Walter Q. Gresham

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Walter Quintin Gresham
Walter Q. Gresham - Brady-Handy.jpg
31st United States Postmaster General
In office
April 3, 1883 – September 4, 1884
Preceded by Timothy O. Howe
Succeeded by Frank Hatton
35th United States Secretary of the Treasury
In office
September 5, 1884 – October 30, 1884
Preceded by Charles J. Folger
Succeeded by Hugh McCulloch
Judge on United States Court of Appeals for the Seventh Circuit
In office
June 16, 1891 – March 3, 1893
Preceded by seat created
Succeeded by James Graham Jenkins
33rd United States Secretary of State
In office
March 7, 1893 – May 28, 1895
President Grover Cleveland
Preceded by John W. Foster
Succeeded by Richard Olney
Personal details
Born (1832-03-17)March 17, 1832
Lanesville, Indiana, U.S.
Died May 28, 1895(1895-05-28) (aged 63)
Washington, D.C., U.S.
Political party Republican, Democrat
Spouse(s) Matilda McGrain Gresham
Profession Politician, Lawyer, Judge
Religion Methodist
Military service
Allegiance United States of America
Union
Service/branch United States Army
Years of service 1861 - 1864
Rank Brigadier General
Battles/wars American Civil War

Walter Quintin Gresham (March 17, 1832 – May 28, 1895) was an American statesman and jurist. He served as United States Postmaster General, as a judge on the United States Courts of Appeals, was a two-time candidate for the Republican presidential nomination and was Secretary of State, and Secretary of the Treasury. He was also an officer in the Union Army during the American Civil War.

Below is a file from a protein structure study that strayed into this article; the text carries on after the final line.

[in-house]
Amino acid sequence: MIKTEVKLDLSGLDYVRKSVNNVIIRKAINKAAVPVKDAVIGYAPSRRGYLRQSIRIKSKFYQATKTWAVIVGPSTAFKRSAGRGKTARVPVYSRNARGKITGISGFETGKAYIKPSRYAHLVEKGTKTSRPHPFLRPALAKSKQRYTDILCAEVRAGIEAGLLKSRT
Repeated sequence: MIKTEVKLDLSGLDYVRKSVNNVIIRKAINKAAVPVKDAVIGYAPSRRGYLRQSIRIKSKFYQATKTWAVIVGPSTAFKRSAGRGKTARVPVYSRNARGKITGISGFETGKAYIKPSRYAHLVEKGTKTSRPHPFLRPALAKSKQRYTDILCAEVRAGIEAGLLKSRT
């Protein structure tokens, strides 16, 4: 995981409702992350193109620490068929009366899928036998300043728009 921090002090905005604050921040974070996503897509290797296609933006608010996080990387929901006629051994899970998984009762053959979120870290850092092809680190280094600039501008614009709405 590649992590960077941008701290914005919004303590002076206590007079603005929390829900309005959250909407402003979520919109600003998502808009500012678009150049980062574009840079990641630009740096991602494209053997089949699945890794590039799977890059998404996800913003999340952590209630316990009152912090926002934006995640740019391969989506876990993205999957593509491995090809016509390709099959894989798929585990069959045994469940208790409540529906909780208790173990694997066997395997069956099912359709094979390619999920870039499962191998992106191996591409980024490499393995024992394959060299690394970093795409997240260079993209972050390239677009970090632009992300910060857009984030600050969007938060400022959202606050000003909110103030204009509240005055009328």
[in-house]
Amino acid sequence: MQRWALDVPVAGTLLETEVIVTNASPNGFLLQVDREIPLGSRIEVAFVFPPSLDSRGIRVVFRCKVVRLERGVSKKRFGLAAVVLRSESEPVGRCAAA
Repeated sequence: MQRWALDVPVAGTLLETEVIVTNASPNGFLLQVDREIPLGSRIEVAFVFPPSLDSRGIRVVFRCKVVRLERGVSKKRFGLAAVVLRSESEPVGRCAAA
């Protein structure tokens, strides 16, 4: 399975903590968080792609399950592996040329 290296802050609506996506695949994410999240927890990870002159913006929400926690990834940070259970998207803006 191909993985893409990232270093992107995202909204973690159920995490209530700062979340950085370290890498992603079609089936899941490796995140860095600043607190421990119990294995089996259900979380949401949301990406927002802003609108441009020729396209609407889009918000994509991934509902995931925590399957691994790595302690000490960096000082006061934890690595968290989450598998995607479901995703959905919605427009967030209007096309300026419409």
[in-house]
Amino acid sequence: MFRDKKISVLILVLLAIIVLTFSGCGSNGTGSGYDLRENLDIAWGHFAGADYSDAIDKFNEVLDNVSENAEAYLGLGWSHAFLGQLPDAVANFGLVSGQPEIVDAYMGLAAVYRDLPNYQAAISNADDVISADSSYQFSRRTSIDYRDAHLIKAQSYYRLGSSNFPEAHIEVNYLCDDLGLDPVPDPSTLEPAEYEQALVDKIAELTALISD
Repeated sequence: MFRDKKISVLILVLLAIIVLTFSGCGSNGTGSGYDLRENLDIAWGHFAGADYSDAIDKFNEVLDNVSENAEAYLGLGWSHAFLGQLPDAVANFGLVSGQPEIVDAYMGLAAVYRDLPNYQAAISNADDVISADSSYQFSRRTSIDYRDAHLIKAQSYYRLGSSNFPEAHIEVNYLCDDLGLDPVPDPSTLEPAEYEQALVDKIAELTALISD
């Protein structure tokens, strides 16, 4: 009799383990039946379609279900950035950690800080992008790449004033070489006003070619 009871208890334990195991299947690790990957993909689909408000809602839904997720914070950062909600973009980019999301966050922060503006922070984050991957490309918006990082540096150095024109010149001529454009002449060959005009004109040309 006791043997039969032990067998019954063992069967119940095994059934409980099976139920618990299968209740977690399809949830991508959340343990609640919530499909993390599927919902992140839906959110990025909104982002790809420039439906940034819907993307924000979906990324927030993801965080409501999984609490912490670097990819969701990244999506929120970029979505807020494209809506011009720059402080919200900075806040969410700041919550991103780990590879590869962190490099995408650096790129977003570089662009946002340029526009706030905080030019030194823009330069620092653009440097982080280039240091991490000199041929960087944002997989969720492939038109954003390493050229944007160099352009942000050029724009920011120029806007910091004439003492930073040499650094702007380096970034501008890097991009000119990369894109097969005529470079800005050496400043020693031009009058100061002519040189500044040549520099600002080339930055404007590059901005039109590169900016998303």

Family[edit]

He was born near Lanesville, Indiana, to William Gresham (1802–1834) and his wife Sarah Davis. William had been elected a Colonel in the militia of Indiana. He was a member of the Whig Party and was elected Sheriff of Harrison County, Indiana. On January 26, 1834, William was fatally stabbed while assisting in the arrest of Levi Sipes, a so-called "desperado".[1]

His paternal grandparents were George Gresham (born 1776) and Mary Pennington. George was born in Virginia but later settled in Kentucky. He moved to Indiana in 1809. Mary was the only sister of Dennis Pennington, speaker of the first Indiana Senate.[1]

George was a son of Lawrence Gresham. Lawrence was born in England but moved to the Colony of Virginia in 1759. He initially served as an indentured servant of an uncle. He was released from service upon reaching adulthood. He later served in the Continental Army. He married Sarah O'Neal. Lawrence followed his son to Kentucky and Indiana well into his old age.[1]

Early years[edit]

Walter Gresham spent two years in an academy at Corydon, Indiana, one year at the Indiana University Bloomington, then studied law under Judge William A. Porter in Corydon before he was admitted to the bar in 1854 and started a practice in Corydon. He was active as a campaign speaker for the Republican ticket in 1856, married Matilda McGrain in 1858, and in 1860 was elected to the Indiana House of Representatives as a Republican from a strong Democratic district. In the House, as chairman of the committee on military affairs, he did much to prepare the Indiana troops for service in the federal army.

Civil War[edit]